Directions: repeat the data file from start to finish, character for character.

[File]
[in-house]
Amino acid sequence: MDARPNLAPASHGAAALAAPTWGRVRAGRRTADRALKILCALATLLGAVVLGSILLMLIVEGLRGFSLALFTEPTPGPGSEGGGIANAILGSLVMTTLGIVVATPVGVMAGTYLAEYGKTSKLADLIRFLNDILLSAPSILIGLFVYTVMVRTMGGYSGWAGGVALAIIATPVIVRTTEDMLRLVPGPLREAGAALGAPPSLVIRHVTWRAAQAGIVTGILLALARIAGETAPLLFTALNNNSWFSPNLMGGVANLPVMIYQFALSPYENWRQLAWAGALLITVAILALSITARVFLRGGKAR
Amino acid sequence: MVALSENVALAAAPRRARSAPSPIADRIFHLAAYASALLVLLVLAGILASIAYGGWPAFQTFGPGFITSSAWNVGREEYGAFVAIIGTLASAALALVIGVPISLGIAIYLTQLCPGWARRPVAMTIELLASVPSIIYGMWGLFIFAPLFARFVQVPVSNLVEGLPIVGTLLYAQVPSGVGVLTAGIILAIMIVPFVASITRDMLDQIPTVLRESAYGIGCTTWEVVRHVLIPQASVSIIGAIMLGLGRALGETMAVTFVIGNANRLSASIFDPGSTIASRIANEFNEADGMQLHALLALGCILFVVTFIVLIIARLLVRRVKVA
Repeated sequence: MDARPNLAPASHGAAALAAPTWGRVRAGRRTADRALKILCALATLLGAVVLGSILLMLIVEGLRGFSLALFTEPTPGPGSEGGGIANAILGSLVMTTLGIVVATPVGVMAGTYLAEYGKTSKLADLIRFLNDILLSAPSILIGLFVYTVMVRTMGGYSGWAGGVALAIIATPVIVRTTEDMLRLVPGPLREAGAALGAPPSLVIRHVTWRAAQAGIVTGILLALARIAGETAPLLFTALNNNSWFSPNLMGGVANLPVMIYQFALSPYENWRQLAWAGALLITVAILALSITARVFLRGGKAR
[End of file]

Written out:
[in-house]
Amino acid sequence: MDARPNLAPASHGAAALAAPTWGRVRAGRRTADRALKILCALATLLGAVVLGSILLMLIVEGLRGFSLALFTEPTPGPGSEGGGIANAILGSLVMTTLGIVVATPVGVMAGTYLAEYGKTSKLADLIRFLNDILLSAPSILIGLFVYTVMVRTMGGYSGWAGGVALAIIATPVIVRTTEDMLRLVPGPLREAGAALGAPPSLVIRHVTWRAAQAGIVTGILLALARIAGETAPLLFTALNNNSWFSPNLMGGVANLPVMIYQFALSPYENWRQLAWAGALLITVAILALSITARVFLRGGKAR
Amino acid sequence: MVALSENVALAAAPRRARSAPSPIADRIFHLAAYASALLVLLVLAGILASIAYGGWPAFQTFGPGFITSSAWNVGREEYGAFVAIIGTLASAALALVIGVPISLGIAIYLTQLCPGWARRPVAMTIELLASVPSIIYGMWGLFIFAPLFARFVQVPVSNLVEGLPIVGTLLYAQVPSGVGVLTAGIILAIMIVPFVASITRDMLDQIPTVLRESAYGIGCTTWEVVRHVLIPQASVSIIGAIMLGLGRALGETMAVTFVIGNANRLSASIFDPGSTIASRIANEFNEADGMQLHALLALGCILFVVTFIVLIIARLLVRRVKVA
Repeated sequence: MDARPNLAPASHGAAALAAPTWGRVRAGRRTADRALKILCALATLLGAVVLGSILLMLIVEGLRGFSLALFTEPTPGPGSEGGGIANAILGSLVMTTLGIVVATPVGVMAGTYLAEYGKTSKLADLIRFLNDILLSAPSILIGLFVYTVMVRTMGGYSGWAGGVALAIIATPVIVRTTEDMLRLVPGPLREAGAALGAPPSLVIRHVTWRAAQAGIVTGILLALARIAGETAPLLFTALNNNSWFSPNLMGGVANLPVMIYQFALSPYENWRQLAWAGALLITVAILALSITARVFLRGGKAR